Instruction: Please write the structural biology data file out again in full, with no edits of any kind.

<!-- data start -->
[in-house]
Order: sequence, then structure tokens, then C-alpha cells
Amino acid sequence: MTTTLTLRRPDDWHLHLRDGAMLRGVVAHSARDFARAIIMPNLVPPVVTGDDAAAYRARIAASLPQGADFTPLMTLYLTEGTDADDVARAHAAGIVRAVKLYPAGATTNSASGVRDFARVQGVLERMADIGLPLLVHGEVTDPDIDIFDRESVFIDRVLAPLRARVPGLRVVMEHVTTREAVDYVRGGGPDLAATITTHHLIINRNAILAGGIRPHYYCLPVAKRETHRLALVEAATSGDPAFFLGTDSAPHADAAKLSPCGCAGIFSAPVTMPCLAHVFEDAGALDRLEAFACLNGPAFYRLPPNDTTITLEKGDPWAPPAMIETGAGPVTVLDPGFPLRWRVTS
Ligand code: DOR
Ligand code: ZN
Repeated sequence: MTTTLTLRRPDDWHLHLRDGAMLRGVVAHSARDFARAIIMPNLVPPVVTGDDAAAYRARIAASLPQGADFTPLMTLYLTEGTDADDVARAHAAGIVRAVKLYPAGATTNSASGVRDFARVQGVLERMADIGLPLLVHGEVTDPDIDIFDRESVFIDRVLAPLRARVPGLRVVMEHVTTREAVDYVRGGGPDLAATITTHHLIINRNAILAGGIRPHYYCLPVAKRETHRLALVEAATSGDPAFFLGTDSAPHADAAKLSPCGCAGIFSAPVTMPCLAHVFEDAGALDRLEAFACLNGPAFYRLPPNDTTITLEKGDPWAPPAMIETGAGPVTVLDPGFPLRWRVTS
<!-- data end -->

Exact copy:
[in-house]
Order: sequence, then structure tokens, then C-alpha cells
Amino acid sequence: MTTTLTLRRPDDWHLHLRDGAMLRGVVAHSARDFARAIIMPNLVPPVVTGDDAAAYRARIAASLPQGADFTPLMTLYLTEGTDADDVARAHAAGIVRAVKLYPAGATTNSASGVRDFARVQGVLERMADIGLPLLVHGEVTDPDIDIFDRESVFIDRVLAPLRARVPGLRVVMEHVTTREAVDYVRGGGPDLAATITTHHLIINRNAILAGGIRPHYYCLPVAKRETHRLALVEAATSGDPAFFLGTDSAPHADAAKLSPCGCAGIFSAPVTMPCLAHVFEDAGALDRLEAFACLNGPAFYRLPPNDTTITLEKGDPWAPPAMIETGAGPVTVLDPGFPLRWRVTS
Ligand code: DOR
Ligand code: ZN
Repeated sequence: MTTTLTLRRPDDWHLHLRDGAMLRGVVAHSARDFARAIIMPNLVPPVVTGDDAAAYRARIAASLPQGADFTPLMTLYLTEGTDADDVARAHAAGIVRAVKLYPAGATTNSASGVRDFARVQGVLERMADIGLPLLVHGEVTDPDIDIFDRESVFIDRVLAPLRARVPGLRVVMEHVTTREAVDYVRGGGPDLAATITTHHLIINRNAILAGGIRPHYYCLPVAKRETHRLALVEAATSGDPAFFLGTDSAPHADAAKLSPCGCAGIFSAPVTMPCLAHVFEDAGALDRLEAFACLNGPAFYRLPPNDTTITLEKGDPWAPPAMIETGAGPVTVLDPGFPLRWRVTS